Karl Wilhelm Scheibler
Karl Wilhelm Scheibler
|Died||13 April 1881 (aged 60)|
|Occupation||Industrialist, textile magnate|
Scheibler was born in Montjoie (today Monschau) in the Prussian Province of Jülich-Cleves-Berg into a family of textile fabricants. He attended school in Monschau and Krefeld and received a practical education at his uncle's Worsted factory at Verviers (Belgium). In 1839, he worked for Société anonyme John Cockerill, a well known producer of machinery construction at that time.
Because of the riots of the Spring of Nations in 1848 Scheibler decided to leave Germany and moved to Ozorkow in Congress Poland, where his uncle, Friedrich Schlösser, had operated a textile factory since 1816. After Schlösser's death he became its commercial director. Scheibler married Anna née Werner, a niece of Schlösser, on 16 September 1854. In 1852, Scheibler and his partner Julius Schwartz bought a plot at Łódź and started to build a machinery factory. In October 1854, Schwartz sold his share to Scheibler for 10,000 rubles, making him the sole owner of the factory.
In 1855, Scheibler founded a spinning mill with 34 frames and a steam engine of 40 horsepower. In 1857, Scheibler employed 180 labourers and earned a turnover of 305,100 rubles in 1860. Scheibler made large profits after cotton prices in Europe increased because of the American Civil War and sold his stock at triple the price. He became known as the "King of the Cotton and Linen Empires of Łódź". In 1870, 1,911 employees worked in his factory, which was the third largest (9.3 percent) cotton producer of Poland.
Scheibler's factory continued to prosper and he bought several smaller mills in the districts of Źarki and Księży Młyn. After a fire destroyed the factory at Księży Młyn in 1874, Scheibler rebuilt it with 88.000 spindles and built his own "Kingdom" of Księży Młyn with houses for 321 families, a fire station, schools, shops and a hospital Scheibler was known for his social engagement and supported the foundation of a municipal credit association, the Commercial Bank of Łódź (Bank Handlowy) in 1872 as well as the construction of a Lutheran and a Catholic Church.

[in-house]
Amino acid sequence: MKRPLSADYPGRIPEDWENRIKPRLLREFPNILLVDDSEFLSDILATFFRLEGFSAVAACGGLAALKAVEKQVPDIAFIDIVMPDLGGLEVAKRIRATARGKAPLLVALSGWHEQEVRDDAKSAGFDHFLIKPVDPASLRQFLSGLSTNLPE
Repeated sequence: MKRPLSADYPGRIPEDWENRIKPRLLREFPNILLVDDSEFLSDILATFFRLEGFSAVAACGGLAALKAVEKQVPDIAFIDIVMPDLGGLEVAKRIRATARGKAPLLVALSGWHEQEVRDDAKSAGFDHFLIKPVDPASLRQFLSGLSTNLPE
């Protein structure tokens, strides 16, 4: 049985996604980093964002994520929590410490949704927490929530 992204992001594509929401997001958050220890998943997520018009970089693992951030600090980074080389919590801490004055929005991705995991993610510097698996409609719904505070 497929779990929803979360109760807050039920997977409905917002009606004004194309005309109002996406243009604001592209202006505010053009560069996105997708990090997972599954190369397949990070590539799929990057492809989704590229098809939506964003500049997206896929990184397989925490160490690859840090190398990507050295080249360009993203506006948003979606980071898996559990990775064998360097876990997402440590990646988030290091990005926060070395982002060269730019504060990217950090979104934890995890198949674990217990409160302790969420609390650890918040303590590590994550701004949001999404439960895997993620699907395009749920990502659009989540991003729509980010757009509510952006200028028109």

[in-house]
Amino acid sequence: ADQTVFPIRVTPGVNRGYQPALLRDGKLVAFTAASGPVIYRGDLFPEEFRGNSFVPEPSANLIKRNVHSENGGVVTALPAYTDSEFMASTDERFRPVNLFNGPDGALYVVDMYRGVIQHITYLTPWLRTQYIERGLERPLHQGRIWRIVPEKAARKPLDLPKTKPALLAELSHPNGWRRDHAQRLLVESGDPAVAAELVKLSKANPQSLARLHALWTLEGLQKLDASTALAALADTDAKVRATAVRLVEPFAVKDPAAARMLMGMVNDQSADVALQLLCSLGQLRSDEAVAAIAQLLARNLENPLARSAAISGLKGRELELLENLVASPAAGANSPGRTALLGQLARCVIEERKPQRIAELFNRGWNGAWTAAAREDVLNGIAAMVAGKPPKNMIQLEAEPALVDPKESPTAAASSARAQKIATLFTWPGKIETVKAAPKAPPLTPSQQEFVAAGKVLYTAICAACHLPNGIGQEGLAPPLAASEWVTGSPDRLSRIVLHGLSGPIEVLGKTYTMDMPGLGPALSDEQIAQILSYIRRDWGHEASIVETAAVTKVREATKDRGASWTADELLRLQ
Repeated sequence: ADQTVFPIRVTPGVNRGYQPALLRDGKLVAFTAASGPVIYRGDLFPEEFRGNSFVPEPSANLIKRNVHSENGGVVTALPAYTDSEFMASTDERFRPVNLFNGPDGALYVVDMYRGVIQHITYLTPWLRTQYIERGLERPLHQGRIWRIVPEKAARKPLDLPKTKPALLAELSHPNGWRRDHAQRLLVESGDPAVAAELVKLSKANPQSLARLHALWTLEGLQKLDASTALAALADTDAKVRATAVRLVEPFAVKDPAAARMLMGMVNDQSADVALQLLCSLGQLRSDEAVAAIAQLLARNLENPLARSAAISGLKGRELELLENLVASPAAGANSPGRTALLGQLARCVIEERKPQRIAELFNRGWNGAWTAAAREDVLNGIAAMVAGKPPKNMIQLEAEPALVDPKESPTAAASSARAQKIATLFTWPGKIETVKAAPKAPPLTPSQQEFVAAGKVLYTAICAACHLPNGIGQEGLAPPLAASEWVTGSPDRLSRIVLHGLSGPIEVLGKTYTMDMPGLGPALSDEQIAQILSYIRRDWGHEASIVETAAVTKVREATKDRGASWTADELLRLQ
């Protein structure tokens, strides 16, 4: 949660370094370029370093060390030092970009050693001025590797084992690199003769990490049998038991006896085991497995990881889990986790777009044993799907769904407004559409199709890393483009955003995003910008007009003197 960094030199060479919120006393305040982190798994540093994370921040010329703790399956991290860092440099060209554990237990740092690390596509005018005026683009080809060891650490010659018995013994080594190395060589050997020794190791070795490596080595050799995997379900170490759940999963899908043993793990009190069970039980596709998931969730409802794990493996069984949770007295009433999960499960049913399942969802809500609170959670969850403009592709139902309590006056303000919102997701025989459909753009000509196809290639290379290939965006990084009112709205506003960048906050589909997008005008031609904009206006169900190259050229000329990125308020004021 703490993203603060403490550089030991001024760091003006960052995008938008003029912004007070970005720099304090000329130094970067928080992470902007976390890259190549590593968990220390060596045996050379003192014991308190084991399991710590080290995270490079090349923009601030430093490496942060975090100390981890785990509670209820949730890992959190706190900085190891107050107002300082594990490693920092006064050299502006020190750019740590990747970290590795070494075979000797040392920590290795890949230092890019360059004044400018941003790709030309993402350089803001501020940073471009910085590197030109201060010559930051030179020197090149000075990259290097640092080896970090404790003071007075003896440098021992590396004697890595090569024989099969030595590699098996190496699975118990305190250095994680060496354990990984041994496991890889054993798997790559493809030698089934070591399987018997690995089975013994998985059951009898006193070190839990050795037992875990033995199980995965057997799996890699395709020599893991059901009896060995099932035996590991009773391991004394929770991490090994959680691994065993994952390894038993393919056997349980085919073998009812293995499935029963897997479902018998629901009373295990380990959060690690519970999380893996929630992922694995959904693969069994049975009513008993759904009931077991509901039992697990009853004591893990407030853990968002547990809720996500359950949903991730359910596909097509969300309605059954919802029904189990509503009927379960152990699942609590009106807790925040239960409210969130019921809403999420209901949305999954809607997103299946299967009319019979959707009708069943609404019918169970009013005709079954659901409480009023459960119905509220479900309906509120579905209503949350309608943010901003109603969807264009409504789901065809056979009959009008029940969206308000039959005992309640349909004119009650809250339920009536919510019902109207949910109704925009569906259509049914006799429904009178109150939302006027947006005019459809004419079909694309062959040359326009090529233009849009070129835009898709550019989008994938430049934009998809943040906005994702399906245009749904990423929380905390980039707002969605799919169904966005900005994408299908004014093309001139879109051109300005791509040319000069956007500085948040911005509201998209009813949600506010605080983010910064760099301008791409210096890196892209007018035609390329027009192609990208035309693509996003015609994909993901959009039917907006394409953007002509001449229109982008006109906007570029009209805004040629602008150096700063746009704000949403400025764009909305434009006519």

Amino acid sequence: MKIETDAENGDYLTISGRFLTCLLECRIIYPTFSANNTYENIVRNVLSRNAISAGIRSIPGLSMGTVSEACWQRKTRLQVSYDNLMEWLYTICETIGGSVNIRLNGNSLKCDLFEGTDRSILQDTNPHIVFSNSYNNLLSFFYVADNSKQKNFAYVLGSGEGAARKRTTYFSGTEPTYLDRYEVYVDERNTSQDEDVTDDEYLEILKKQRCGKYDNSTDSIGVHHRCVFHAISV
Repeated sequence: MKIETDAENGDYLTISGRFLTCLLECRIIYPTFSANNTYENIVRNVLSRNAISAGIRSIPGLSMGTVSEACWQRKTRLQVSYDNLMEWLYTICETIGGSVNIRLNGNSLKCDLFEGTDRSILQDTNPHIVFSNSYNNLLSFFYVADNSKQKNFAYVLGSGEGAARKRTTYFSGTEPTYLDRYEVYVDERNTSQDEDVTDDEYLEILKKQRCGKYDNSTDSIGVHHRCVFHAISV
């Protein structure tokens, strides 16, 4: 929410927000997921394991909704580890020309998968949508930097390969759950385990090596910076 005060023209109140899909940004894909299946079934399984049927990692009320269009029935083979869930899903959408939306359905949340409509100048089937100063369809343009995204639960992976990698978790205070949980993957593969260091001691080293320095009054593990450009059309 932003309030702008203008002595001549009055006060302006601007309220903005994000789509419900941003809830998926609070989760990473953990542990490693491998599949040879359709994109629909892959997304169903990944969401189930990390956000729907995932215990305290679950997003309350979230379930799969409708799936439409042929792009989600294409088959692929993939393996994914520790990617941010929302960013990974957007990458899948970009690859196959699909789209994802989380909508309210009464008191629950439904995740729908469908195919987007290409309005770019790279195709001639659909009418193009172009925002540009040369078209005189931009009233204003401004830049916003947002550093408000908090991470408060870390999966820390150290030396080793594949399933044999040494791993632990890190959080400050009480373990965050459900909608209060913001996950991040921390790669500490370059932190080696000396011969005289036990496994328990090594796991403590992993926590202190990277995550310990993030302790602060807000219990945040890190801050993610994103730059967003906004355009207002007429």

In 1880, he transformed his enterprise into a stock corporation with a share capital of 9 million Ruble.
- 1870 Order of the White Eagle
- 1876 Gold Medal in Warsaw
- 1878 Great Gold Medal at the Paris World's Fair
- Order of Saint Stanislaus First and Second class
The figure of the German industrialist Heinz Huntze, a character of The Brothers Ashkenazi, is loosely based on Karl Wilhelm Scheibler.
- Aufbau und Entwicklung der Lodzer Textilindustrie (in German). Otto Heike. 1971. Retrieved 2009-10-02.
- Deutsche biographische Enzyklopädie (in German). Rudolf Vierhaus. 2007. ISBN 9783598250385. Retrieved 2009-10-02.
- EUbuildit Archived 2011-06-05 at the Wayback Machine
- "Łódź in the Post-communist Era: In Search of a New Identity" (PDF). Joanna B. Michlic. Stockton University. Archived from the original (PDF) on 2010-06-30. Retrieved 2009-10-02.
- migrationsroute.nrw.de Archived 2011-07-19 at the Wayback Machine(in German)
- History of the Bank Handlowy Archived 2011-10-09 at the Wayback Machine (in Polish)
- Biography at State archive Łódź Archived 2009-09-18 at the Wayback Machine (in Polish)
- Urząd Miasta Łódź, Księży Młyn, Łódź 1998, p. 23 (in Polish)
- Scheibler's palace at Łódź[permanent dead link] (in Polish)
- Kinomuzeum.pl showing some inside views of Scheibler's Palace
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